# Elasto-plastic Materials

## Johnson-Cook (/MAT/LAW2)

In LAW2 there are three parts to the stress calculation.
• Influence of plastic strain
• Influence of strain rate
• Influence of temperature change

### Material Parameters

There are two ways to input material parameter for LAW2.
• Iflag=0: Classic input for Johnson-Cook parameter $a$, $b$, $n$ is active
• Iflag=1: New, simplified input with yield stress, UTS (engineering stress), or strain at UTS
Iflag= 0
(1) $\sigma =a+b\cdot {\epsilon }_{p}{}^{n}$
Where,
$a$
The yield stress which could be read from material test and converted to true stress.
$b$ and $n$
The material parameters. Fitting the material stress-strain curve (for example, Altair Compose script) can result in these two parameter.
Iflag = 1
With this new input, you will need yield stress (${\sigma }_{y}$), Ultimate tensile engineer stress (UTS) and engineer strain (${\epsilon }_{UTS}$) at necking point. With this new input, Radioss automatically calculates the equivalent value for $a$, $b$ and $n$.

### Strain Rate

Strain rate has a major effect of material character on crash performance in tensile or in fracture. In Johnson-Cook theory, the yield stress is affected directly by the strain rate and is described as:(2) $\sigma =\left(a+b\cdot {\epsilon }_{p}{}^{n}\right)\left(1+c\mathrm{ln}\frac{\stackrel{˙}{\epsilon }}{{\stackrel{˙}{\epsilon }}_{0}}\right)$
Generally, yield stress increases with increasing the test strain rate. With the strain rate coefficient, $c$, you can scale the factor of yield stress increase. No effect of strain rate could also be defined, if $c$=0; or with ${\stackrel{˙}{\epsilon }}_{0}={10}^{30}$ or $\stackrel{˙}{\epsilon }\le {\stackrel{˙}{\epsilon }}_{0}$.

### Temperature Change

Yield stress decreases with increasing temperature. In LAW2 influence is considered with $\left(1-{T}^{*m}\right)$.(3) $\sigma =\left(a+b\cdot {\epsilon }_{p}{}^{n}\right)\left(1+c\mathrm{ln}\frac{\stackrel{˙}{\epsilon }}{{\stackrel{˙}{\epsilon }}_{0}}\right)\left(1-{T}^{*m}\right)$ with(4) ${T}^{*}=\frac{T-{T}_{r}}{{T}_{melt}-{T}_{r}}$
Where,
${T}_{melt}$
Melt temperature in unit Kelvin.
${T}_{r}$
Room temperature in unit Kelvin.
With $T$ computed as:(5) $T={T}_{i}+\frac{{E}_{\mathrm{int}}}{\rho {C}_{p}\left(Volume\right)}$
Where,
${E}_{\mathrm{int}}$
Internal energy.
Change of internal energy will affect the yield stress in Johnson-Cook law.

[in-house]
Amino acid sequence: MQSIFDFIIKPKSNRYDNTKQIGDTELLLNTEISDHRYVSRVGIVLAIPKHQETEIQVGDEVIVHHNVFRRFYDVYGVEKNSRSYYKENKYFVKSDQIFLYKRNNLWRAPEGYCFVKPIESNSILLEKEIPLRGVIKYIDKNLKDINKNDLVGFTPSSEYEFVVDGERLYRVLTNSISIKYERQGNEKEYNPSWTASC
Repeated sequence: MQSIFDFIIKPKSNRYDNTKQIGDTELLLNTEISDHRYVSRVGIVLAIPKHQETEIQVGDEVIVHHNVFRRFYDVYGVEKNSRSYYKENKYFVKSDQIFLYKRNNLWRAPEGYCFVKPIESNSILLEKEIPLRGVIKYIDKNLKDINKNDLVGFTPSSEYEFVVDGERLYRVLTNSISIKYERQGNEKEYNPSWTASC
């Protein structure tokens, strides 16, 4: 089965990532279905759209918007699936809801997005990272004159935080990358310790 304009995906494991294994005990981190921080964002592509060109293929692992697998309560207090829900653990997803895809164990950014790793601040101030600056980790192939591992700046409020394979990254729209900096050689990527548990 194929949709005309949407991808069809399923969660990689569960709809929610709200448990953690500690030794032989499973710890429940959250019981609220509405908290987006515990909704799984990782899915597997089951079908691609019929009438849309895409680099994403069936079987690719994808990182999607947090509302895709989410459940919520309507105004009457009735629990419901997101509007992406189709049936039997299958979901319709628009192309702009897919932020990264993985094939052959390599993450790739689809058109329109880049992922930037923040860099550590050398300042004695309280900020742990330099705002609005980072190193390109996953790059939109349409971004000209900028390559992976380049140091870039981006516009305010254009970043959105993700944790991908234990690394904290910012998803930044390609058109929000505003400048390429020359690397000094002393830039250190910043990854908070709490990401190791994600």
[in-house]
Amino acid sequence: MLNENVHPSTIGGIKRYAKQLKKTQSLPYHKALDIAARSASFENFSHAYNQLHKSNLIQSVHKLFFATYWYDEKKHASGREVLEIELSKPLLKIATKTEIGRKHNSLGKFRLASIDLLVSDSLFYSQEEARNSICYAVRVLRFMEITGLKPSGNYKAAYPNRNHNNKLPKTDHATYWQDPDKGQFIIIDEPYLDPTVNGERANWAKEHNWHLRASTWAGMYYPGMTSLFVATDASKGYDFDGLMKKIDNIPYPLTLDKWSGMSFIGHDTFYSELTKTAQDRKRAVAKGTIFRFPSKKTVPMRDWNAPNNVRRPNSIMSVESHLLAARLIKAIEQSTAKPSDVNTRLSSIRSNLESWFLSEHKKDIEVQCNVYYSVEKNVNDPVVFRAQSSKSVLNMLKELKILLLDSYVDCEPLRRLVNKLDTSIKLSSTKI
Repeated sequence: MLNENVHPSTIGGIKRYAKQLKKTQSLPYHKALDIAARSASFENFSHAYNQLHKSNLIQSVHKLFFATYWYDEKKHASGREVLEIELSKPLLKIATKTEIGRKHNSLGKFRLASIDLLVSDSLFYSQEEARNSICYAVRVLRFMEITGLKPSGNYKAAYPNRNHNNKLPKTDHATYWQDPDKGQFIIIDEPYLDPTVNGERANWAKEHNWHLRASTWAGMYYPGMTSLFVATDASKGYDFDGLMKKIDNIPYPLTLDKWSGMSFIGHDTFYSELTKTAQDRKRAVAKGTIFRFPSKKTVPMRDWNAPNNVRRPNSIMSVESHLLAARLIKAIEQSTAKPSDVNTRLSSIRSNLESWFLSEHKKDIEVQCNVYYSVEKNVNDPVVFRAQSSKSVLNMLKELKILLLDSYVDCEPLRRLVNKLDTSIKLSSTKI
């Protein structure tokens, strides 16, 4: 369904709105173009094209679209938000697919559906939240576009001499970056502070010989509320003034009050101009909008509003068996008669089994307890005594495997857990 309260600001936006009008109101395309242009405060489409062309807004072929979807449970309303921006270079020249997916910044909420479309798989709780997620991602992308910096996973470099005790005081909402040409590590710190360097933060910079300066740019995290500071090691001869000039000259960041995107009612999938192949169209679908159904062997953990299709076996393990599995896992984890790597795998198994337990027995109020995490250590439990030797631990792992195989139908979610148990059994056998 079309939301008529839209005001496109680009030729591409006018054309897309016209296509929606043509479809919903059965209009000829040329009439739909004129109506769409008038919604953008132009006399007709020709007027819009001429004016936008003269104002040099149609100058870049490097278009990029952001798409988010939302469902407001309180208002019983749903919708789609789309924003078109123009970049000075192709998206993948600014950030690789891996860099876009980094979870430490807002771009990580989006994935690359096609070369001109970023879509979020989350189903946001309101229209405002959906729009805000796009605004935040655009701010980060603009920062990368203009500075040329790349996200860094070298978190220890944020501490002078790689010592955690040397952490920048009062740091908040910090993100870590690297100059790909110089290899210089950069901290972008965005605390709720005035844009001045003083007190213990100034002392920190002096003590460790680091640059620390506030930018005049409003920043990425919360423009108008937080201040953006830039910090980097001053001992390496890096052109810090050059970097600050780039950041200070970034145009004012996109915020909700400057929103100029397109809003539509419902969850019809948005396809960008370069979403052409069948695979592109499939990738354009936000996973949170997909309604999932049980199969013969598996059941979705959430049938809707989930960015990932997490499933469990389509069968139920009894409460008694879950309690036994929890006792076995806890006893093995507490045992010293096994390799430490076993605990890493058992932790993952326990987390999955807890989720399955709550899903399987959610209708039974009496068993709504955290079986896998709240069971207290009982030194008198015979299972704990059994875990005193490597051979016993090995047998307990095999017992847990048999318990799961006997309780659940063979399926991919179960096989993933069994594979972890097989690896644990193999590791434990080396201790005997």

### Hardening Coefficient

Metal deformed up to yield and then generally hardened (yield stress increased). Different materials show different ways of hardening (isotropic hardening, kinematic hardening, etc.). This is also a very important material character (for spring-back).

In LAW2, use option Chard (hardening coefficient) to describe which hardening model is used for the material. This feature is also available in material LAW36, 43, 44, 57, 60, 66, 73 and 74.

The value of Chard is from 1 to 0. Chard =0 for isotropic model, Chard=1 for kinematic Prager-Ziegler model, or between 1 and 0 for hardening between the above two models.
Chard = 0: Isotropic Model
In a one dimension case, material strengthens after yield stress. The maximum stress of the last tension is the yield in the subsequent loading, and this new yield stress is the same in subsequent tension and compression.
Chard = 1: Kinematic Prager-Ziegler Model
To model the Bauschinger effect (after hardening in tension, there is softening in a subsequent compression which mean yield in compression is decreased), use kinematic hardening.

## Elastic Plastic Piecewise Linear Material (/MAT/LAW36)

In LAW36, the numbers of plastic stress-strain curves can be directly defined for different strain rates.

Plastic stress-strain of high strain rate should always be above the lower plastic stress-stain curve.

### Young's Modulus

Young's modulus can be updated (decreased) in unloading with options fct_IDE, Einf and CE. Using this feature improves the accuracy of spring-back (in unloading phase) for high strength steel. This feature is also available in material LAW43, LAW57, LAW60, LAW74 and LAW78.
• Use fct_IDE to update the Young's modulus (fct_IDE ≠ 0):
• Use Einf and CE to update the Young's modulus (fct_IDE = 0):

### Material Behavior

fct_IDp is used to distinguish the behavior in tension and compression for certain materials (pressure dependent yield). The effective yield stress is then obtained by multiplying the nominal yield stress by the yield factor corresponding to the actual pressure.

## HILL Materials

In Radioss material laws LAW32, LAW43, LAW72, LAW73, LAW74, LAW78 and LAW93 use HILL criteria.

### HILL Criteria